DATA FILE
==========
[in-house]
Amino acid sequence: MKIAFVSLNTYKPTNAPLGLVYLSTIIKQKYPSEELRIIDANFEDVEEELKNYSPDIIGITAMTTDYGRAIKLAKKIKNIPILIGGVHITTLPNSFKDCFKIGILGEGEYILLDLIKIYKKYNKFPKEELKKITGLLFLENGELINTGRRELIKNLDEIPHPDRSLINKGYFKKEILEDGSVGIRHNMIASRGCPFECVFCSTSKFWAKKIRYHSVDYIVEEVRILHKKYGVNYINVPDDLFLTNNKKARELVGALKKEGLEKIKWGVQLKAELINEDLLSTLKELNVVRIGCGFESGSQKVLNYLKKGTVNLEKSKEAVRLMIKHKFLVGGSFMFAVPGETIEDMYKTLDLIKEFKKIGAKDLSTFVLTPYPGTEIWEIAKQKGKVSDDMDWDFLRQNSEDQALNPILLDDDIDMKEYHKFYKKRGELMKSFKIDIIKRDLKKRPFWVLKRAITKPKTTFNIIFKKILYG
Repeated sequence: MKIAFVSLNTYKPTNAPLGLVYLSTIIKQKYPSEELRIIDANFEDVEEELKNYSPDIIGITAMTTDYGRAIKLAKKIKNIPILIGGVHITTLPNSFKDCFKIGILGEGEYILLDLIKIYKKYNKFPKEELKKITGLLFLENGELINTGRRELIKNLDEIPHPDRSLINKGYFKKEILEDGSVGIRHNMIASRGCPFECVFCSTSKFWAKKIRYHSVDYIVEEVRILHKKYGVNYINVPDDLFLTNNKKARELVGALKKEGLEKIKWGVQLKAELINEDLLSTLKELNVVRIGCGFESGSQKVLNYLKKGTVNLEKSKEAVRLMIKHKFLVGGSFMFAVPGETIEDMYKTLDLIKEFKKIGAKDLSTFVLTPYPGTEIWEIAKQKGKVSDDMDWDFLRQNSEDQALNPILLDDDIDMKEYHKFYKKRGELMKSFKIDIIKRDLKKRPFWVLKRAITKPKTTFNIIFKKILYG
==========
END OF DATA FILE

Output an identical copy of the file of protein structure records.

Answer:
[in-house]
Amino acid sequence: MKIAFVSLNTYKPTNAPLGLVYLSTIIKQKYPSEELRIIDANFEDVEEELKNYSPDIIGITAMTTDYGRAIKLAKKIKNIPILIGGVHITTLPNSFKDCFKIGILGEGEYILLDLIKIYKKYNKFPKEELKKITGLLFLENGELINTGRRELIKNLDEIPHPDRSLINKGYFKKEILEDGSVGIRHNMIASRGCPFECVFCSTSKFWAKKIRYHSVDYIVEEVRILHKKYGVNYINVPDDLFLTNNKKARELVGALKKEGLEKIKWGVQLKAELINEDLLSTLKELNVVRIGCGFESGSQKVLNYLKKGTVNLEKSKEAVRLMIKHKFLVGGSFMFAVPGETIEDMYKTLDLIKEFKKIGAKDLSTFVLTPYPGTEIWEIAKQKGKVSDDMDWDFLRQNSEDQALNPILLDDDIDMKEYHKFYKKRGELMKSFKIDIIKRDLKKRPFWVLKRAITKPKTTFNIIFKKILYG
Repeated sequence: MKIAFVSLNTYKPTNAPLGLVYLSTIIKQKYPSEELRIIDANFEDVEEELKNYSPDIIGITAMTTDYGRAIKLAKKIKNIPILIGGVHITTLPNSFKDCFKIGILGEGEYILLDLIKIYKKYNKFPKEELKKITGLLFLENGELINTGRRELIKNLDEIPHPDRSLINKGYFKKEILEDGSVGIRHNMIASRGCPFECVFCSTSKFWAKKIRYHSVDYIVEEVRILHKKYGVNYINVPDDLFLTNNKKARELVGALKKEGLEKIKWGVQLKAELINEDLLSTLKELNVVRIGCGFESGSQKVLNYLKKGTVNLEKSKEAVRLMIKHKFLVGGSFMFAVPGETIEDMYKTLDLIKEFKKIGAKDLSTFVLTPYPGTEIWEIAKQKGKVSDDMDWDFLRQNSEDQALNPILLDDDIDMKEYHKFYKKRGELMKSFKIDIIKRDLKKRPFWVLKRAITKPKTTFNIIFKKILYG